Part 18: Enjoy Life While You Have It

By January 15, 2014 Meaningless No Comments

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part 18 – enjoy life while you have it (Ecc 9:1-10)

Life under the sun, as the Teacher puts it, is hebel.  That is the Hebrew word so often translated in the NIV as meaningless.  While that may be a good translation in some cases, I think the best translation is vapor.  Life is like a soap bubble or a cloud.  It’s right there and it looks substantial but when you go to grasp it, it’s not there anymore.  Life seems like it should deliver but, in many cases, it’s just hebel.  And if we measure our value by how much money we have in the bank or clothes in our closet, and if we seek satisfaction in those things, we will ultimately find that life is vain, it is empty.  The ultimate conclusion at the end of the book is that in order to live fulfilled lives, fear God and obey his commands.  That is the whole duty of man.  Want to know your purpose in life?  A purpose filled life is a satisfied life.  Know God, fear God, obey God.  And the best motivation for all of the above is Love God!  Again, this isn’t coming from a poor man or a foolish man, but a wise man who had it all – everything that one could ever want under the sun.  The enjoyment of life is not bound up in stuff.

The teacher reminds us over and over that the enjoyment of life is not always something that just happens.  Sometimes it does.  Sometimes we experience times, moments, seasons in life and we reflect and say, “I enjoyed that.”  Whether it was a vacation or a massage or a conversation.  But we have the power to enjoy every moment of every day and that is what the teacher is moving us towards in this morning’s passage.  A lot of this will seem like repetition, but that is why this book is so powerful.  He repeats the important points and undergirds and supports them with fresh subpoints.  It’s like a song.  The part that gets stuck in your head is usually the chorus, not the verses.  Why?  Because the chorus is repeated a few times, while the verses are not.  So this morning, the teacher comes back to his chorus as that is what he wants ringing in our minds.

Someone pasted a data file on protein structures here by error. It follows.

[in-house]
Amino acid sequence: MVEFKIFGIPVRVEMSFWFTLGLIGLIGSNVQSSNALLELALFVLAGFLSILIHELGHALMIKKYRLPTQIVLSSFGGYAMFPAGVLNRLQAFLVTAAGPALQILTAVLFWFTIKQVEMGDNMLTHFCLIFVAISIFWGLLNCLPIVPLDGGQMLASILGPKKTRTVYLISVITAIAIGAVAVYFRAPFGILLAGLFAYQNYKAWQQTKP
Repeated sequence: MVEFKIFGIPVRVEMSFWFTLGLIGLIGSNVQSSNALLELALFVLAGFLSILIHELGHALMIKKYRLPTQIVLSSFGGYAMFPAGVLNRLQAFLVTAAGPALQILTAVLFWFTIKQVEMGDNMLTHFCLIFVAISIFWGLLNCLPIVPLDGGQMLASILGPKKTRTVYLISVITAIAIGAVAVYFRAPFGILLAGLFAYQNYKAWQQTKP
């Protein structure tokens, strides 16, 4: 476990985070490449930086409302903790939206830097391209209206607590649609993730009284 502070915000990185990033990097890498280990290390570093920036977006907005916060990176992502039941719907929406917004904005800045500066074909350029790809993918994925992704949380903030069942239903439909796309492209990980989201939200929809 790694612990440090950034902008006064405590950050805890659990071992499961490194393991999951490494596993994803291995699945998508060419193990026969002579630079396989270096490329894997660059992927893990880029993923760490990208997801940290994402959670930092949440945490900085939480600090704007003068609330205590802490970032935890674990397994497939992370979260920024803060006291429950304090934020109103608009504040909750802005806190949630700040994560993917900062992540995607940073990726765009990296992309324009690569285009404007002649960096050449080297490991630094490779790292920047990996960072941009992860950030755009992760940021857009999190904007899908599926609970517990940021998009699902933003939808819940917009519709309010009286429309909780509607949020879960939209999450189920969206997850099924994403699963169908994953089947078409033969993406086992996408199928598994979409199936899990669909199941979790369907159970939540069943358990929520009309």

• Death is a reality of life
  • Life is the gift of God
  • Enjoy your life while you have it

This morning, we will be venturing through Ecclesiastes 9:1-10, which opens with the words:

Ecc 9:1-10 So I reflected on all this

He reflected on all that we have recently discussed.  He reflected on the fact that wisdom and righteousness are good and one should strive to lay hold of them, yet they have their limitations.  Man cannot discover all there is to discover; he can only be so wise and true wisdom comes with the humility that recognizes man’s limitations.  Man cannot live perfectly righteous; there isn’t a righteous man on earth who always does what is right and never sins.  In addition to these limitations, there are some other frustrating observations that the Teacher lays out on the table.  Sometimes wicked people receive a glorious burial.  Sometimes rulers lord it over others.  There is trouble, and tension.  There is perplexity.  There is injustice.  Sometimes a sentence for a crime is not swiftly carried out and people are filled with schemes to do evil.  Sometimes the righteous get what the wicked deserve and the wicked what the righteous deserve.  Sometimes bad things happen to good people and good things happen to bad people.